In March 2011, Dr. Marion Nestle was recognized as a public health hero by the University of California, Berkeley, School of Public Health. Her online citation notes that she was honored for “her national leadership in nutrition policy and her guidance in stemming serious nutritionally-based diseases, including obesity.”
In reading about her accomplishments, I noted Dr. Nestle as a good example of a researcher who also engages in education, public awareness raising and, yes, advocacy. Whether or not you agree with her focus on the food industry (or her conclusions), her funders and supporters can rest assured that she is leveraging data and analysis to help make her case. With so much nutrition information available online and elsewhere it is good to see public experts actively engaged in some of the nutrition policy debates.
Copied from the UC-Berkeley, School of Public Health’s Public Health Heroes Awards Ceremony website:
2011 NATIONAL HERO
Paulette Goddard Professor of Nutrition, Food Studies, and Public Health, New York University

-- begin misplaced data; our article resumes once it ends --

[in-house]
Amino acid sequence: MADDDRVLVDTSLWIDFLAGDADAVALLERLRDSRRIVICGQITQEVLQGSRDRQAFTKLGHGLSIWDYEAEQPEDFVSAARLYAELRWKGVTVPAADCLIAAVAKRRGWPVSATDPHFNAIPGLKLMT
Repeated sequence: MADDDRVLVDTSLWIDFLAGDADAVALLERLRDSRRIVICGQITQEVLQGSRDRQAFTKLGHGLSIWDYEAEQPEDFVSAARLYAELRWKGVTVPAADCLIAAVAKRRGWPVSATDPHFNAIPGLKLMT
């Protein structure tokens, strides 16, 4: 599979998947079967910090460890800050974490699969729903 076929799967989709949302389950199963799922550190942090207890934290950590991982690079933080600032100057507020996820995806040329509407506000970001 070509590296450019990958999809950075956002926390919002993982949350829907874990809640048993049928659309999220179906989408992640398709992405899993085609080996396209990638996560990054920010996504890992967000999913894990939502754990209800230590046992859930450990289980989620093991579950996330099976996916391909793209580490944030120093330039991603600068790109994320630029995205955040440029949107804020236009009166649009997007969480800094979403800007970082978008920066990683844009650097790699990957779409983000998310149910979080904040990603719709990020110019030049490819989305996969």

For her national leadership in nutrition policy and her guidance in stemming serious nutritionally-based diseases, including obesity
Every day, Marion Nestle speaks to reporters, business people, or government officials, doing her best to make the public aware of the ways in which the food industry’s advertising machine and political lobby create national nutritional trends, and, in some cases, affect national policy. Nestle draws on her own research examining scientific and socioeconomic influences on food choice, obesity, and food safety, emphasizing the role of food marketing. Her books established her as an advocate for public health nutrition and a food industry gadfly, alerting people to the unethical practices of this enormously powerful lobby.
Nestle is Paulette Goddard Professor in the Department of Nutrition, Food Studies, and Public Health at New York University, which she chaired from 1988 to 2003. She is also professor of sociology at NYU and visiting professor of nutritional sciences at Cornell….[continued]